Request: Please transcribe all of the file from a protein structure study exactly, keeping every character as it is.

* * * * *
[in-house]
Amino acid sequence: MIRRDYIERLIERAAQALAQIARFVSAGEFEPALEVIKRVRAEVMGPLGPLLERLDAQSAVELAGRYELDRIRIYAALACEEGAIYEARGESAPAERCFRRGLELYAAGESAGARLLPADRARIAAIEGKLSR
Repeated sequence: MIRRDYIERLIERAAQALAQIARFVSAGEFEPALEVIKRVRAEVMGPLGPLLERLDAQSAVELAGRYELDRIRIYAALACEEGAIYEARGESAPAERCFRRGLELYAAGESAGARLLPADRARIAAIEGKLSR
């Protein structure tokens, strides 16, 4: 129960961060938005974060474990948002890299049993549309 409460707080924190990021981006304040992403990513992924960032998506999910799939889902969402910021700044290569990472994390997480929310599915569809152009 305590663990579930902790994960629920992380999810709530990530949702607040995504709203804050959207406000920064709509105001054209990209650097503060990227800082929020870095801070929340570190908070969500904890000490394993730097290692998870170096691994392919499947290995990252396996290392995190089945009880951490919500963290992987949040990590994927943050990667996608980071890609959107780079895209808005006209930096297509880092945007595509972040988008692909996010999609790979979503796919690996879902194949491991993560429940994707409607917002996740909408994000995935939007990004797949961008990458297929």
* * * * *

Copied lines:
[in-house]
Amino acid sequence: MIRRDYIERLIERAAQALAQIARFVSAGEFEPALEVIKRVRAEVMGPLGPLLERLDAQSAVELAGRYELDRIRIYAALACEEGAIYEARGESAPAERCFRRGLELYAAGESAGARLLPADRARIAAIEGKLSR
Repeated sequence: MIRRDYIERLIERAAQALAQIARFVSAGEFEPALEVIKRVRAEVMGPLGPLLERLDAQSAVELAGRYELDRIRIYAALACEEGAIYEARGESAPAERCFRRGLELYAAGESAGARLLPADRARIAAIEGKLSR
């Protein structure tokens, strides 16, 4: 129960961060938005974060474990948002890299049993549309 409460707080924190990021981006304040992403990513992924960032998506999910799939889902969402910021700044290569990472994390997480929310599915569809152009 305590663990579930902790994960629920992380999810709530990530949702607040995504709203804050959207406000920064709509105001054209990209650097503060990227800082929020870095801070929340570190908070969500904890000490394993730097290692998870170096691994392919499947290995990252396996290392995190089945009880951490919500963290992987949040990590994927943050990667996608980071890609959107780079895209808005006209930096297509880092945007595509972040988008692909996010999609790979979503796919690996879902194949491991993560429940994707409607917002996740909408994000995935939007990004797949961008990458297929």